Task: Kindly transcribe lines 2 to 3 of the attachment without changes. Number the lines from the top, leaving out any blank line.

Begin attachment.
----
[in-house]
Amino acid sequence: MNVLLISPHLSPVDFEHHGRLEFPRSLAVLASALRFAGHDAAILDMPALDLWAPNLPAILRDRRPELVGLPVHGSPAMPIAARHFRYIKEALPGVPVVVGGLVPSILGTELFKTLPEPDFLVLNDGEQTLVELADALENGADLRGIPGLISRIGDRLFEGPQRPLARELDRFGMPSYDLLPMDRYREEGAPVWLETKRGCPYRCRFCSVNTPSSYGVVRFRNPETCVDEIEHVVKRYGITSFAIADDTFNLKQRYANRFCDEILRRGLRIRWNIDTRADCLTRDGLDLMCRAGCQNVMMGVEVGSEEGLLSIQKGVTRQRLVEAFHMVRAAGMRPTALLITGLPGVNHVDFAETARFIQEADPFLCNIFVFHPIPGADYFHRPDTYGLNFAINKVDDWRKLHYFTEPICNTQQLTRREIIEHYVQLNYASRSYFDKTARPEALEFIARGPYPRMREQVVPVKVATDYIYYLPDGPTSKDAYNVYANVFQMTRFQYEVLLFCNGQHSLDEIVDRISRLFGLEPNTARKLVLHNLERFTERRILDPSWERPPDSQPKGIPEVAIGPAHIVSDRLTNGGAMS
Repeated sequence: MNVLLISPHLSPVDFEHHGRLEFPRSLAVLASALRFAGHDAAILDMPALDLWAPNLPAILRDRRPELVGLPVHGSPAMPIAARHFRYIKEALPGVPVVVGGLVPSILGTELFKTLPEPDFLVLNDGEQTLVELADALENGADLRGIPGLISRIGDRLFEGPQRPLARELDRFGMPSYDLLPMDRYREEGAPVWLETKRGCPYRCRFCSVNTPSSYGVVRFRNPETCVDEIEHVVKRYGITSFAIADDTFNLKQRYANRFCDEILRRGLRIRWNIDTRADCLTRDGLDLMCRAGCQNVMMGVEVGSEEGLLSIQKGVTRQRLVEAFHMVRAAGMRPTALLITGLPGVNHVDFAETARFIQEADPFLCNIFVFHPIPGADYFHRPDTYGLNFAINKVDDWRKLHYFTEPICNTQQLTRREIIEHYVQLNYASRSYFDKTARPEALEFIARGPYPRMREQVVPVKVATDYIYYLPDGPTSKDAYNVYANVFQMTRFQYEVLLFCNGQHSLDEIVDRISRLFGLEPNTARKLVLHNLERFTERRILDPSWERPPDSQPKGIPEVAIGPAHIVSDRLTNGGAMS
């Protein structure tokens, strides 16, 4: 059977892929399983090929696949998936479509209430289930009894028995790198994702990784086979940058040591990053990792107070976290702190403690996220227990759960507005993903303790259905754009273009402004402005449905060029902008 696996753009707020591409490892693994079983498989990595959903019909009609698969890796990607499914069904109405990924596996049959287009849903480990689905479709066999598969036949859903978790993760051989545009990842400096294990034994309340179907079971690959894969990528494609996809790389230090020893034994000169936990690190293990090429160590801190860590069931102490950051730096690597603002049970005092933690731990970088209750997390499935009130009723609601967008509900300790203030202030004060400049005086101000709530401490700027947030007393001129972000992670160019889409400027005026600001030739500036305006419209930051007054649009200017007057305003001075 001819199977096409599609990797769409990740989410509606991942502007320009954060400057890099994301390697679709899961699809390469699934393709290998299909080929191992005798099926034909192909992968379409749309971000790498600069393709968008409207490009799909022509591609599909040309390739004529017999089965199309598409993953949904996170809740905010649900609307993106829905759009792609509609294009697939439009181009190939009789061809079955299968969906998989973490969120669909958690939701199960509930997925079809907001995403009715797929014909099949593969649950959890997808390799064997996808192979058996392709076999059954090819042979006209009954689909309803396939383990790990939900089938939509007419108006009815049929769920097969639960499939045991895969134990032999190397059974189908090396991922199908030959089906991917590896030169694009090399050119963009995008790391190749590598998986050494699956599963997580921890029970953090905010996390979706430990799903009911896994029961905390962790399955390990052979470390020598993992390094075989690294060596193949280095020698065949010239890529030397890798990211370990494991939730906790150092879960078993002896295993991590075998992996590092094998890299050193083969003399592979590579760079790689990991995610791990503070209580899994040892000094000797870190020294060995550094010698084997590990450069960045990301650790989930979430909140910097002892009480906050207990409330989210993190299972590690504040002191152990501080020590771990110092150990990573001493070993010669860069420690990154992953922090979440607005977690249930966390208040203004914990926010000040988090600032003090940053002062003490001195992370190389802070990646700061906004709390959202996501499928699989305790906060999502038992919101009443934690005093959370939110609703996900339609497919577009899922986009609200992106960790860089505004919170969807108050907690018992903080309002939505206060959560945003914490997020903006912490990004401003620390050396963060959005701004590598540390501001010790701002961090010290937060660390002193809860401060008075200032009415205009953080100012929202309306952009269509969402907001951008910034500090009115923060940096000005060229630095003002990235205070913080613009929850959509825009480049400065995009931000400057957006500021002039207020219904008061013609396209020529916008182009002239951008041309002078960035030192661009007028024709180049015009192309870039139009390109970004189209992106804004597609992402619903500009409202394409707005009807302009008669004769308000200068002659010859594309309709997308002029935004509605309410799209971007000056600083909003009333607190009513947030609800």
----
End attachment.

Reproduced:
Amino acid sequence: MNVLLISPHLSPVDFEHHGRLEFPRSLAVLASALRFAGHDAAILDMPALDLWAPNLPAILRDRRPELVGLPVHGSPAMPIAARHFRYIKEALPGVPVVVGGLVPSILGTELFKTLPEPDFLVLNDGEQTLVELADALENGADLRGIPGLISRIGDRLFEGPQRPLARELDRFGMPSYDLLPMDRYREEGAPVWLETKRGCPYRCRFCSVNTPSSYGVVRFRNPETCVDEIEHVVKRYGITSFAIADDTFNLKQRYANRFCDEILRRGLRIRWNIDTRADCLTRDGLDLMCRAGCQNVMMGVEVGSEEGLLSIQKGVTRQRLVEAFHMVRAAGMRPTALLITGLPGVNHVDFAETARFIQEADPFLCNIFVFHPIPGADYFHRPDTYGLNFAINKVDDWRKLHYFTEPICNTQQLTRREIIEHYVQLNYASRSYFDKTARPEALEFIARGPYPRMREQVVPVKVATDYIYYLPDGPTSKDAYNVYANVFQMTRFQYEVLLFCNGQHSLDEIVDRISRLFGLEPNTARKLVLHNLERFTERRILDPSWERPPDSQPKGIPEVAIGPAHIVSDRLTNGGAMS
Repeated sequence: MNVLLISPHLSPVDFEHHGRLEFPRSLAVLASALRFAGHDAAILDMPALDLWAPNLPAILRDRRPELVGLPVHGSPAMPIAARHFRYIKEALPGVPVVVGGLVPSILGTELFKTLPEPDFLVLNDGEQTLVELADALENGADLRGIPGLISRIGDRLFEGPQRPLARELDRFGMPSYDLLPMDRYREEGAPVWLETKRGCPYRCRFCSVNTPSSYGVVRFRNPETCVDEIEHVVKRYGITSFAIADDTFNLKQRYANRFCDEILRRGLRIRWNIDTRADCLTRDGLDLMCRAGCQNVMMGVEVGSEEGLLSIQKGVTRQRLVEAFHMVRAAGMRPTALLITGLPGVNHVDFAETARFIQEADPFLCNIFVFHPIPGADYFHRPDTYGLNFAINKVDDWRKLHYFTEPICNTQQLTRREIIEHYVQLNYASRSYFDKTARPEALEFIARGPYPRMREQVVPVKVATDYIYYLPDGPTSKDAYNVYANVFQMTRFQYEVLLFCNGQHSLDEIVDRISRLFGLEPNTARKLVLHNLERFTERRILDPSWERPPDSQPKGIPEVAIGPAHIVSDRLTNGGAMS